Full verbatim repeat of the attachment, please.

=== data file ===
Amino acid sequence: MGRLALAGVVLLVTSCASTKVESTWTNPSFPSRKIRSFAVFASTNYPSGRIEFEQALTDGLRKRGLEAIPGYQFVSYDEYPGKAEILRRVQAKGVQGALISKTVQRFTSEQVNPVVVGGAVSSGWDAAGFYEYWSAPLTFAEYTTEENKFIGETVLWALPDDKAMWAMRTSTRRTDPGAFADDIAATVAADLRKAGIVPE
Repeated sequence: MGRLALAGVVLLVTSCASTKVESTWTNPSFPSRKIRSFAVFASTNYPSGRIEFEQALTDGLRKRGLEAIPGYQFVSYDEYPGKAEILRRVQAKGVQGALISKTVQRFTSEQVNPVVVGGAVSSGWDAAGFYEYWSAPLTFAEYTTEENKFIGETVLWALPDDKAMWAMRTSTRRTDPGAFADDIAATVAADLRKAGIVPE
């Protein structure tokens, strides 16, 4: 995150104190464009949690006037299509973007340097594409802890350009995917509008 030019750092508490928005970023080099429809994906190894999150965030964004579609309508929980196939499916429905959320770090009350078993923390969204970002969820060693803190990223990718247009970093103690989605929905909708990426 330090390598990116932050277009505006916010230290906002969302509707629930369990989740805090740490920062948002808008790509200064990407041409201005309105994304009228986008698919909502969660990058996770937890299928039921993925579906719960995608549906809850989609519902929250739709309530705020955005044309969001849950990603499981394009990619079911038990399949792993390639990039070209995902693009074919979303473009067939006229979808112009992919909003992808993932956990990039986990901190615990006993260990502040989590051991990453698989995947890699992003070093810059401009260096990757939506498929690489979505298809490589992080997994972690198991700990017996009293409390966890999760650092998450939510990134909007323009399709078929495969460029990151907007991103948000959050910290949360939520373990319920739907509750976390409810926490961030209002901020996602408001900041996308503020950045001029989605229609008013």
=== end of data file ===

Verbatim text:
Amino acid sequence: MGRLALAGVVLLVTSCASTKVESTWTNPSFPSRKIRSFAVFASTNYPSGRIEFEQALTDGLRKRGLEAIPGYQFVSYDEYPGKAEILRRVQAKGVQGALISKTVQRFTSEQVNPVVVGGAVSSGWDAAGFYEYWSAPLTFAEYTTEENKFIGETVLWALPDDKAMWAMRTSTRRTDPGAFADDIAATVAADLRKAGIVPE
Repeated sequence: MGRLALAGVVLLVTSCASTKVESTWTNPSFPSRKIRSFAVFASTNYPSGRIEFEQALTDGLRKRGLEAIPGYQFVSYDEYPGKAEILRRVQAKGVQGALISKTVQRFTSEQVNPVVVGGAVSSGWDAAGFYEYWSAPLTFAEYTTEENKFIGETVLWALPDDKAMWAMRTSTRRTDPGAFADDIAATVAADLRKAGIVPE
């Protein structure tokens, strides 16, 4: 995150104190464009949690006037299509973007340097594409802890350009995917509008 030019750092508490928005970023080099429809994906190894999150965030964004579609309508929980196939499916429905959320770090009350078993923390969204970002969820060693803190990223990718247009970093103690989605929905909708990426 330090390598990116932050277009505006916010230290906002969302509707629930369990989740805090740490920062948002808008790509200064990407041409201005309105994304009228986008698919909502969660990058996770937890299928039921993925579906719960995608549906809850989609519902929250739709309530705020955005044309969001849950990603499981394009990619079911038990399949792993390639990039070209995902693009074919979303473009067939006229979808112009992919909003992808993932956990990039986990901190615990006993260990502040989590051991990453698989995947890699992003070093810059401009260096990757939506498929690489979505298809490589992080997994972690198991700990017996009293409390966890999760650092998450939510990134909007323009399709078929495969460029990151907007991103948000959050910290949360939520373990319920739907509750976390409810926490961030209002901020996602408001900041996308503020950045001029989605229609008013």